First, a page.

Karel Lodewijk Ledeganck (Eeklo, 9 November 1805 – Ghent, 19 March 1847) was a Flemish writer. He was of humble origin, but became extraordinary Professor at the University of Ghent. He started his career as a clerk, then became a judge, and school inspector before he came to teach at the university.
In 1836, he published the poem Het klavier ("the keyboard"), but he made his actual debut in 1938, with the poems in Bloemen mijner lente ("flowers of my spring"). His initial work was strongly influenced by the English and French Romantic movement, and more specifically by Byron and Lamartine, in contrast to his later poems, which were rather pessimistic. With his Drie zustersteden of 1843, dedicated to the cities of Ghent, Bruges and Antwerp, which was called the poetic gospel of the Flemish movement, he achieved a breakthrough. In this trilogy he showed himself to be the best Flemish poet of his generation. In his, now somewhat exalted or melancholic, style he proclaimed his love for the Flemish people and his belief in their future.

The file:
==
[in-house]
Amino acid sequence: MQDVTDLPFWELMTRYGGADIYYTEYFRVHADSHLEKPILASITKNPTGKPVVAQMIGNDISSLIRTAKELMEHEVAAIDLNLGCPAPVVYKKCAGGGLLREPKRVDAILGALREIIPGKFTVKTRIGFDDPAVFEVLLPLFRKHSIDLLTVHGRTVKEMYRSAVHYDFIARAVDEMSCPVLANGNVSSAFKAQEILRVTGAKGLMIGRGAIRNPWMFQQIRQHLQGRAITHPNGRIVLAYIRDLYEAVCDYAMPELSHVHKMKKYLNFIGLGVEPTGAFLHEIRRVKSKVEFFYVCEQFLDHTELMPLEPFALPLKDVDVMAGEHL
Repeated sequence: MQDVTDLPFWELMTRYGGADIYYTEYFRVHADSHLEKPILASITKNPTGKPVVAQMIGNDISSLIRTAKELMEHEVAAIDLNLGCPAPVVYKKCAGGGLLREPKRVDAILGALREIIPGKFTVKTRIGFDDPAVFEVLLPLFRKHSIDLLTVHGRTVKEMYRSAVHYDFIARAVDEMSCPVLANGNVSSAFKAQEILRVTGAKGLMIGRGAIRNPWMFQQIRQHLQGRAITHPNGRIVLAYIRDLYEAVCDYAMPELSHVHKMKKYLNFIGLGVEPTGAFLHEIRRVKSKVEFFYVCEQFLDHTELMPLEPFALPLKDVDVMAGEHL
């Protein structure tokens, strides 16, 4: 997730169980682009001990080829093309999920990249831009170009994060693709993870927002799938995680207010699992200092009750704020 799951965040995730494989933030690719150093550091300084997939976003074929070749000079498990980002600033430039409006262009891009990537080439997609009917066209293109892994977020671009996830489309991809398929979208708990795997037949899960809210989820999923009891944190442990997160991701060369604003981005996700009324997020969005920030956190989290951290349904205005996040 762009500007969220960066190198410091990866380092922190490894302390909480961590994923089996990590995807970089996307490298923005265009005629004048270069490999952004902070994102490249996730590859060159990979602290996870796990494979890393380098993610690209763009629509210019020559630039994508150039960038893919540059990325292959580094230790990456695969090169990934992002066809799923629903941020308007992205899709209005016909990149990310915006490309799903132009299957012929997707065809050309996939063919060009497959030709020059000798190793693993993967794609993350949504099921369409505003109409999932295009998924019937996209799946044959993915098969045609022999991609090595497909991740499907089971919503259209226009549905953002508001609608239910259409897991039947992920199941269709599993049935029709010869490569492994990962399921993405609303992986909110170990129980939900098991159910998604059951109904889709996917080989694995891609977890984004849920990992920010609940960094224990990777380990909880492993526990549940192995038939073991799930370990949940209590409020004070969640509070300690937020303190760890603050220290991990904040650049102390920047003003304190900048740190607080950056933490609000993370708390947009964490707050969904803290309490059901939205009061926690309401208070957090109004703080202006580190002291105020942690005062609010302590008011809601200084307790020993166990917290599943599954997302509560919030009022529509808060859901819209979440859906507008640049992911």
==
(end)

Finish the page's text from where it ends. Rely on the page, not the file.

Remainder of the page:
The Karel Lodewijk Ledeganckstraat in Ghent was named after him. The Ledeganck Campus of sciences of Ghent University is located here.